Bereavement in the workplace… the role of a trustee

Employers who offer group life cover to employees, making a lump sum available to a bereaved family, do so for a number of reasons. Demonstrating you care as an employer is certainly one, and providing a benefit that offers generous tax relief on premiums is another, but it’s also important to consider what needs to happen if one of your employees who is in the scheme dies.

This is where the scheme trustees, who will normally be senior people in companies who have taken on this additional role, comes to the fore. It is their responsibility to determine how lump sums paid out by the scheme’s insurer are to be distributed.
Often distributing benefits is as simple as it seems; if the deceased employee leaves behind a spouse or partner and children, it’s usually them who will receive the benefits provided by the scheme.

But what about more complex personal lives and situations? The late employee may have had children by more than one marriage or outside of the marriage. Or the employee may have died without leaving any obvious beneficiaries. When this happens, it’s the role of the trustee to decide upon the most equitable distribution of the benefit. And it can get complicated.

Of course, your first role as a trustee is to establish who may have a reasonable entitlement to the benefit. This is made more straightforward if employees are encouraged, as a matter of course, to complete a ‘nomination of beneficiary’ form (also known as an ‘expression of wish’) that names the people they would like to benefit and the proportions each person should receive. This is often done when employees join a scheme but almost as often then left alone. The result, if they’re not regularly reviewed, is that an employee’s wishes at the time of their death are completely out of line with what they would have actually wanted.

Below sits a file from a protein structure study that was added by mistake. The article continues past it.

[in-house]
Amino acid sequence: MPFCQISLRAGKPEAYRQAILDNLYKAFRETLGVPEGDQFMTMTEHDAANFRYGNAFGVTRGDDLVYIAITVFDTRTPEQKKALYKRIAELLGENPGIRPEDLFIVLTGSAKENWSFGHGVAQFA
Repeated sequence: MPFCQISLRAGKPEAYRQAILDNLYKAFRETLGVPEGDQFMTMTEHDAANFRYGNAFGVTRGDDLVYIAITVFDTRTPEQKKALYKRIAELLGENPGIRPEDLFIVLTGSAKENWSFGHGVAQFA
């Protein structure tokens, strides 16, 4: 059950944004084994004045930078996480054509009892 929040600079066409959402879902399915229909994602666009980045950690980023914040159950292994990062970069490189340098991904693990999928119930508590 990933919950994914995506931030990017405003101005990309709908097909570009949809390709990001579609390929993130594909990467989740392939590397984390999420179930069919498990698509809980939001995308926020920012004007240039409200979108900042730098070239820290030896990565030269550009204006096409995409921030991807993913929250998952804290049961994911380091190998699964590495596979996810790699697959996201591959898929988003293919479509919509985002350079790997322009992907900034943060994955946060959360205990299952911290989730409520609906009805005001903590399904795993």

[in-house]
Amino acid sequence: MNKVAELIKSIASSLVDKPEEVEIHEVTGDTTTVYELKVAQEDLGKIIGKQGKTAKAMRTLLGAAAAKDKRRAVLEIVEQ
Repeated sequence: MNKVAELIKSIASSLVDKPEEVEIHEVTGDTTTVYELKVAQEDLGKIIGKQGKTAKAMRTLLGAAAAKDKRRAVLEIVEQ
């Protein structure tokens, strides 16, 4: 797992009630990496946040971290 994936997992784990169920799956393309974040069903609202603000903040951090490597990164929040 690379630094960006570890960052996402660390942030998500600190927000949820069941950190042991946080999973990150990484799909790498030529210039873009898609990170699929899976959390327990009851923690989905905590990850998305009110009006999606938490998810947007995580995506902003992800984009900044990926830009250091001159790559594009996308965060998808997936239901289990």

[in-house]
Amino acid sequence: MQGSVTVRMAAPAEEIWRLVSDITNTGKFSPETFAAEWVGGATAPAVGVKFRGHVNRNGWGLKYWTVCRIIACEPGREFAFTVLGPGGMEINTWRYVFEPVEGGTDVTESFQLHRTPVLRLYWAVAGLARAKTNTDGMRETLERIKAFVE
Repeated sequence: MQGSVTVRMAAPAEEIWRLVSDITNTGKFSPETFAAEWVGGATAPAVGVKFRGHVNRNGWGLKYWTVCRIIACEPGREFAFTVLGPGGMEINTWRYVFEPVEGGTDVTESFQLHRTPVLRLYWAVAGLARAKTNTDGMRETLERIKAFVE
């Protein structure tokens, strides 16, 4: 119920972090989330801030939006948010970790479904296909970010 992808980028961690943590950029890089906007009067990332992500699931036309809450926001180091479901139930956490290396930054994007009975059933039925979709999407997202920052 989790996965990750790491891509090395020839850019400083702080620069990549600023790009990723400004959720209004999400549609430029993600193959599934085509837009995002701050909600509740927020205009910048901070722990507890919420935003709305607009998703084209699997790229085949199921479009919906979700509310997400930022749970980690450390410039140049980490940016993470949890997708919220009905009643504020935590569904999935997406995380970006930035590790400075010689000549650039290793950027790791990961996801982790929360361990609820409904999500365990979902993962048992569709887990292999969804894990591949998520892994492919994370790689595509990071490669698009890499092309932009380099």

Although you may know someone as your colleague or employee, there’s no saying that you have any knowledge of their family or personal circumstances. This makes nominations of beneficiaries particularly valuable, because without them you start with a blank piece of paper when trying to establish who the beneficiaries should be. Even if you have a deceased member’s nomination, it’s important to realise that as a trustee, you’re not legally bound to distribute the benefits in accordance with their wishes. Group life schemes are set up under discretionary trusts, and the ‘discretionary’ bit relates to the trustees’ absolute right to exercise their discretion in determining who should benefit according to the scheme’s rules.

You may need to use your discretion if parties emerge who have valid claims of financial dependency on the deceased member of staff. Even if all the possible beneficiaries are known, there may be arguments among them regarding their relative entitlements. When this happens, it’s up to you, the trustee, to unravel the rival claims and do what you think is right.

A recent alternative to taking on the role of trustee and the responsibilities that go with it is a Master Trust as offered by many group life insurers and designed to accommodate a variety of schemes. They’re run by professional trustee firms with a wealth of experience, who also provide useful objectivity in settling on how best to distribute scheme benefits.

Whether you decide to use a Master Trust or set up your own trust and appoint your own trustees, being prepared before a death occurs so that benefits can be distributed quickly to families who may be in sore need of them is important. So encourage your staff to nominate their beneficiaries.

And, if you’re running your own trust, make sure it has a bank account ready to receive your insurer’s payments.

Although nobody really likes thinking about their own mortality, it is better to spend a little time on some basic preparation than being unready if a death occurs and adding to the pressure on families already suffering bereavement.


Leave a Reply